While grain-growth inhibition in micrograined refractory metals and ceramics is well documented, a reduction in grain size to the nanoscale is relatively new. In the work reported here, nanocrystalline tungsten powders containing small amounts of HfO2 and Y2O3 as dopants were synthesized using a solution-synthesis technique. The assynthesized powders were then consolidated using microwave sintering. The effect of dopant concentration on the crystallite size, particle size, and grain size of the sintered material was monitored. Average grain sizes as low as 0.5 μm were achieved in doped microwave-sintered tungsten; this grain size is substantially smaller than previously reported, namely ∼2 μm in undoped tungsten. It was also observed that an optimum level of dopant exists for effective grain-growth inhibition, since the sintering of tungsten is hindered at higher dopant levels.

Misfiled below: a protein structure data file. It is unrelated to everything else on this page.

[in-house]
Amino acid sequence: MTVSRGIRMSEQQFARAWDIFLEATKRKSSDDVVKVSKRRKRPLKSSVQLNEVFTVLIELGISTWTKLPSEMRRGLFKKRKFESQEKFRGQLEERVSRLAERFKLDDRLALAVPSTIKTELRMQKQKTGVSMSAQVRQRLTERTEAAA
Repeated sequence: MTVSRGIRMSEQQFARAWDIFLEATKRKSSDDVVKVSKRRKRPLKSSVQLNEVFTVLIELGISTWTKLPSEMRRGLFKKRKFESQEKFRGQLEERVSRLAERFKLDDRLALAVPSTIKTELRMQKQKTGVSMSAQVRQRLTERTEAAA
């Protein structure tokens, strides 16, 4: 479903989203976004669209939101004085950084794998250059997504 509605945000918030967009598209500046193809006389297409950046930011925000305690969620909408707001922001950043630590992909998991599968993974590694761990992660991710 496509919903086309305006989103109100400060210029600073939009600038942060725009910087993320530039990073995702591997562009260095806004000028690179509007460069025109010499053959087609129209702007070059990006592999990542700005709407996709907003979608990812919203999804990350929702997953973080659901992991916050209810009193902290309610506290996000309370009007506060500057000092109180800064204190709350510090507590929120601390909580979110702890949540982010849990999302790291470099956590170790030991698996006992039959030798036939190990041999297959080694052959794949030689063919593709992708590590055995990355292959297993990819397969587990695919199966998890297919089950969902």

|Original language||English (US)|
|Number of pages||5|
|Journal||International Journal of Powder Metallurgy (Princeton, New Jersey)|
|State||Published - Mar 1 2006|
All Science Journal Classification (ASJC) codes
- Metals and Alloys
- Industrial and Manufacturing Engineering